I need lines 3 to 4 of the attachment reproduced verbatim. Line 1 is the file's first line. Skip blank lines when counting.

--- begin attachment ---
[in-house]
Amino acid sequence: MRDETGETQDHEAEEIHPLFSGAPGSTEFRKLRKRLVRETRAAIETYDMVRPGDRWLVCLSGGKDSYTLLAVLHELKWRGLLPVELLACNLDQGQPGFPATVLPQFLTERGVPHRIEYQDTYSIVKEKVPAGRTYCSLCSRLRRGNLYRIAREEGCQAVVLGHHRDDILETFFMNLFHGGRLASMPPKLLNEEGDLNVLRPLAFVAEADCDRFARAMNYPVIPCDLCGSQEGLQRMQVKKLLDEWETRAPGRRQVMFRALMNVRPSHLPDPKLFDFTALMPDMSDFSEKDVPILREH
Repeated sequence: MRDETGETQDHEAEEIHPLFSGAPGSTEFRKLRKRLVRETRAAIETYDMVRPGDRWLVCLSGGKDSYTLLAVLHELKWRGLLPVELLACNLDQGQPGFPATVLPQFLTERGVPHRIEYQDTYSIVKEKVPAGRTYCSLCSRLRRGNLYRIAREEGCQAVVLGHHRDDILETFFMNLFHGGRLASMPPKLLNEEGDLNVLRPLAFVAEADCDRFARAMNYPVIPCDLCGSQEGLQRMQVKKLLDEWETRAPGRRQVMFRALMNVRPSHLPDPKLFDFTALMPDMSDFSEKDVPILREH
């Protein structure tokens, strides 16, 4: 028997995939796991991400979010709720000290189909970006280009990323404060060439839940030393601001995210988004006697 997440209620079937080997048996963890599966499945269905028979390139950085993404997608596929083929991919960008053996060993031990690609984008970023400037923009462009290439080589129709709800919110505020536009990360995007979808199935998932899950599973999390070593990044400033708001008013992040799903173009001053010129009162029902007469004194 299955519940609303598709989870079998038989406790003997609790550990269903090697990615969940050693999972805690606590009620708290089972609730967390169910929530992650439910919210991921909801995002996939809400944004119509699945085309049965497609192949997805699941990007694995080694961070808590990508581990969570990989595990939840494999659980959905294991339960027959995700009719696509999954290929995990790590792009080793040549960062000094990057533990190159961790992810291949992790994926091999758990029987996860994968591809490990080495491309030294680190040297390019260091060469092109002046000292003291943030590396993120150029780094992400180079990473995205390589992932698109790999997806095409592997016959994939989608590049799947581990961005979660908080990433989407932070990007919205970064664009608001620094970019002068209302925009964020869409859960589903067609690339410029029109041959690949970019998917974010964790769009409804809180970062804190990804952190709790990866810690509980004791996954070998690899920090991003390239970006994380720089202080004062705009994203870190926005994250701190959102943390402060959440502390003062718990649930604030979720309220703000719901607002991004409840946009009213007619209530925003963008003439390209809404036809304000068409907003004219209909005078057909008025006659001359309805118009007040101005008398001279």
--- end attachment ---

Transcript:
Repeated sequence: MRDETGETQDHEAEEIHPLFSGAPGSTEFRKLRKRLVRETRAAIETYDMVRPGDRWLVCLSGGKDSYTLLAVLHELKWRGLLPVELLACNLDQGQPGFPATVLPQFLTERGVPHRIEYQDTYSIVKEKVPAGRTYCSLCSRLRRGNLYRIAREEGCQAVVLGHHRDDILETFFMNLFHGGRLASMPPKLLNEEGDLNVLRPLAFVAEADCDRFARAMNYPVIPCDLCGSQEGLQRMQVKKLLDEWETRAPGRRQVMFRALMNVRPSHLPDPKLFDFTALMPDMSDFSEKDVPILREH
């Protein structure tokens, strides 16, 4: 028997995939796991991400979010709720000290189909970006280009990323404060060439839940030393601001995210988004006697 997440209620079937080997048996963890599966499945269905028979390139950085993404997608596929083929991919960008053996060993031990690609984008970023400037923009462009290439080589129709709800919110505020536009990360995007979808199935998932899950599973999390070593990044400033708001008013992040799903173009001053010129009162029902007469004194 299955519940609303598709989870079998038989406790003997609790550990269903090697990615969940050693999972805690606590009620708290089972609730967390169910929530992650439910919210991921909801995002996939809400944004119509699945085309049965497609192949997805699941990007694995080694961070808590990508581990969570990989595990939840494999659980959905294991339960027959995700009719696509999954290929995990790590792009080793040549960062000094990057533990190159961790992810291949992790994926091999758990029987996860994968591809490990080495491309030294680190040297390019260091060469092109002046000292003291943030590396993120150029780094992400180079990473995205390589992932698109790999997806095409592997016959994939989608590049799947581990961005979660908080990433989407932070990007919205970064664009608001620094970019002068209302925009964020869409859960589903067609690339410029029109041959690949970019998917974010964790769009409804809180970062804190990804952190709790990866810690509980004791996954070998690899920090991003390239970006994380720089202080004062705009994203870190926005994250701190959102943390402060959440502390003062718990649930604030979720309220703000719901607002991004409840946009009213007619209530925003963008003439390209809404036809304000068409907003004219209909005078057909008025006659001359309805118009007040101005008398001279």